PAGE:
The NAIC wrapped up its annual Fall National Meeting last week, and although there was little of the upcoming debate on the Affordable Care Act (ACA) on the official agenda, the topic dominated the hallway chatter. The NAIC’s meeting workplan was largely set before the election, when most observers expected a different outcome for the fate of the ACA. But there was no way to avoid discussions about the looming Congressional debate in a conference brimming with state regulators and insurance industry representatives, among other stakeholders.
One of the few official discussions of the ACA took place during the Health Actuarial Task Force (HATF) meeting. There, regulators seemed to have their feet firmly planted in the world today, discussing the ACA’s rate review deadlines and risk adjustment program, while keeping an eye on the potential changes ahead – or, as one regulator said, continuing with “the status quo until we know otherwise.” Looking to the Congressional debate to come, regulators discussed the December 2nd letter House Majority Leader Kevin McCarthy sent to all governors and state insurance commissioners, asking for “input and recommendations” on health reform proposals that will replace the ACA. Regulators agreed one frequent GOP health reform proposal – allowing insurers to sell plans across state lines – is “no panacea.” In fact, the NAIC has long had concerns that interstate health insurance sales undermine state authority.
Members of the HATF also heard about the American Academy of Actuaries’ letter to House Speaker Paul Ryan, which warns of the “potential unintended consequences inherent in leaving the individual market without the certainty it requires to remain sustainable” if Congress takes up ACA repeal – even one with a delayed effective date – without a replacement plan. Although on-the-record regulator responses to upcoming ACA repeal and replace debates were limited, privately many regulators shared the AAA’s concern about managing insurance markets in the middle of regulatory uncertainty.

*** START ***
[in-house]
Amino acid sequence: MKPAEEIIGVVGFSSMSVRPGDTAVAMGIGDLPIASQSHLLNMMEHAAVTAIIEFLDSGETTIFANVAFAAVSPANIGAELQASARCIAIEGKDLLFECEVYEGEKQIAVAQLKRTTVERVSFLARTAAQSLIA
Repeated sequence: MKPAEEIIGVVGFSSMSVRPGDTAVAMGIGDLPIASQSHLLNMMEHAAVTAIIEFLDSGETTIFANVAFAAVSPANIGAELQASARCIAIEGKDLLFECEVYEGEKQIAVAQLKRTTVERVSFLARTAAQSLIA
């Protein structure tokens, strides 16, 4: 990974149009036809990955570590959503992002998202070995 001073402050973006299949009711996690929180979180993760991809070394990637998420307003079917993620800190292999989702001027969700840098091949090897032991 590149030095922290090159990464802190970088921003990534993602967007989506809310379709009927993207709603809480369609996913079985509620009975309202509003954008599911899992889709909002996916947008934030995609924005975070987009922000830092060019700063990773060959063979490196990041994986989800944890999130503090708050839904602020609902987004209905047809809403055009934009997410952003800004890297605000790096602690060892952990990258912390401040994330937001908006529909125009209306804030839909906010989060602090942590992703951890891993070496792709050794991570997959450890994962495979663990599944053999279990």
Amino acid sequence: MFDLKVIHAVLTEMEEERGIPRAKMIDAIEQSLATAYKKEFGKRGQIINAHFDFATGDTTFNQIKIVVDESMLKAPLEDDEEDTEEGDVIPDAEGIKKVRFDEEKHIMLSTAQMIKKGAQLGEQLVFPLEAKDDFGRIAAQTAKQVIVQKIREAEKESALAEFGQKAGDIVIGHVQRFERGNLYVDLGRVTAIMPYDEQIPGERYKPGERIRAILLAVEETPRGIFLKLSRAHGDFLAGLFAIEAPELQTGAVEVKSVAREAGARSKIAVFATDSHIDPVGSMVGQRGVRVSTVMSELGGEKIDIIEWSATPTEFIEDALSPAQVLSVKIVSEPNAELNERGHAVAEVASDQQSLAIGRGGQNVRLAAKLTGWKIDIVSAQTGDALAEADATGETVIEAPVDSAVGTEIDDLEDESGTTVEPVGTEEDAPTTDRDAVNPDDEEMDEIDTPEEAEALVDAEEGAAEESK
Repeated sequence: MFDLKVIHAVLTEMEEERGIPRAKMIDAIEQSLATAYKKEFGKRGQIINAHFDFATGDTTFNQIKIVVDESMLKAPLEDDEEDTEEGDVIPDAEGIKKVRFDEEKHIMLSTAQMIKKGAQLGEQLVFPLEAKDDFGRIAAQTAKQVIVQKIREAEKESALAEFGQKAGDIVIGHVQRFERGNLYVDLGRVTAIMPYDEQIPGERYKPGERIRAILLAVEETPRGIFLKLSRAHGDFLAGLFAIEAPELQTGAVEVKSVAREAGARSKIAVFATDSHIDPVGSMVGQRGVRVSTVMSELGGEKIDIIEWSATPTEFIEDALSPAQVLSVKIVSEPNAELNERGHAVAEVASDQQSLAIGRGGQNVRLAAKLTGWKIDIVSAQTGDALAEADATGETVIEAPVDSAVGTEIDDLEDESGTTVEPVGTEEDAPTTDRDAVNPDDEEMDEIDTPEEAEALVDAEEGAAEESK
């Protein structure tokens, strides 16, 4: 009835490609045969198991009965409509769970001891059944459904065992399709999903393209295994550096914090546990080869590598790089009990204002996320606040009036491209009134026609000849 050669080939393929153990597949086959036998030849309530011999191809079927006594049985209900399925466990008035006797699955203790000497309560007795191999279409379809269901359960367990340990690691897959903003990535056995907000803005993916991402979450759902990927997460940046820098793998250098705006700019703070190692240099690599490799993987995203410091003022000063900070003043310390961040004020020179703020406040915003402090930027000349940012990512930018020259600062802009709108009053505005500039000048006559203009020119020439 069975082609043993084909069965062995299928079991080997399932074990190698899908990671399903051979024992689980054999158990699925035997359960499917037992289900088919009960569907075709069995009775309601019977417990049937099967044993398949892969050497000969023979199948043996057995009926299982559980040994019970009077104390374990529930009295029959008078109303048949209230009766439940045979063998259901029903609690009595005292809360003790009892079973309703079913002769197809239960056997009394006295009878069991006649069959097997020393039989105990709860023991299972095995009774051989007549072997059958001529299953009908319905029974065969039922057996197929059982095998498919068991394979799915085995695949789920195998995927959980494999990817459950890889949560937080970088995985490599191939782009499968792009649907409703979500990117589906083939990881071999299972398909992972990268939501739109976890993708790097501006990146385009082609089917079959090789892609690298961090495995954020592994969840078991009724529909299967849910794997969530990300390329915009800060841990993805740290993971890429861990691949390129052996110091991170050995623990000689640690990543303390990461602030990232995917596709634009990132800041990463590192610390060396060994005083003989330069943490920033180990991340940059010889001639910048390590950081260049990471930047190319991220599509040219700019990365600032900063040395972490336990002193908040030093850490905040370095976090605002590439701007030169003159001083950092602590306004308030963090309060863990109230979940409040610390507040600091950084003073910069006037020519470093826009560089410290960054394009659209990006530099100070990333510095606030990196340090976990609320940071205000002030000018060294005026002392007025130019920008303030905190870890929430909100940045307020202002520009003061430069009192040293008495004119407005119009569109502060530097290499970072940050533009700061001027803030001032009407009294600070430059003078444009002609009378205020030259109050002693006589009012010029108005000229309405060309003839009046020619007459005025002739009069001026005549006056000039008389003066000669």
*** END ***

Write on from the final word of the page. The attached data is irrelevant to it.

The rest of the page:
The NAIC’s continued work to implement the ACA is a reflection of the critical role for states in the law known as “Obamacare.” Although the health reform law set a federal floor for private health insurance market reforms and established new marketplaces for small employer and individual coverage, states retain the primary authority to enforce the market reforms. They also have flexibility to enact laws that provide consumers with greater protection. It’s no wonder, then, that the NAIC has been busy in the years since the ACA was signed into law. My fellow NAIC consumer representative, Tim Jost, catalogued that work in a presentation before regulators: “To implement the ACA the NAIC has adopted or amended eighteen model acts and regulations; published five white papers; submitted nearly three dozen comments to Congress and federal agencies; revised and expanded the SERFF system, and extensively revised financial reporting standards and market conduct review standards.”
As all eyes turn to what the new Congress and Administration will mean for health reform, expect the NAIC to split its time, as one regulator in HATF said, on Plan A if nothing changes, and Plan B if health reform undergoes dramatic change. That means more discussion on the ACA while asking to be a partner with the new Administration “in developing and executing any changes” to the ACA.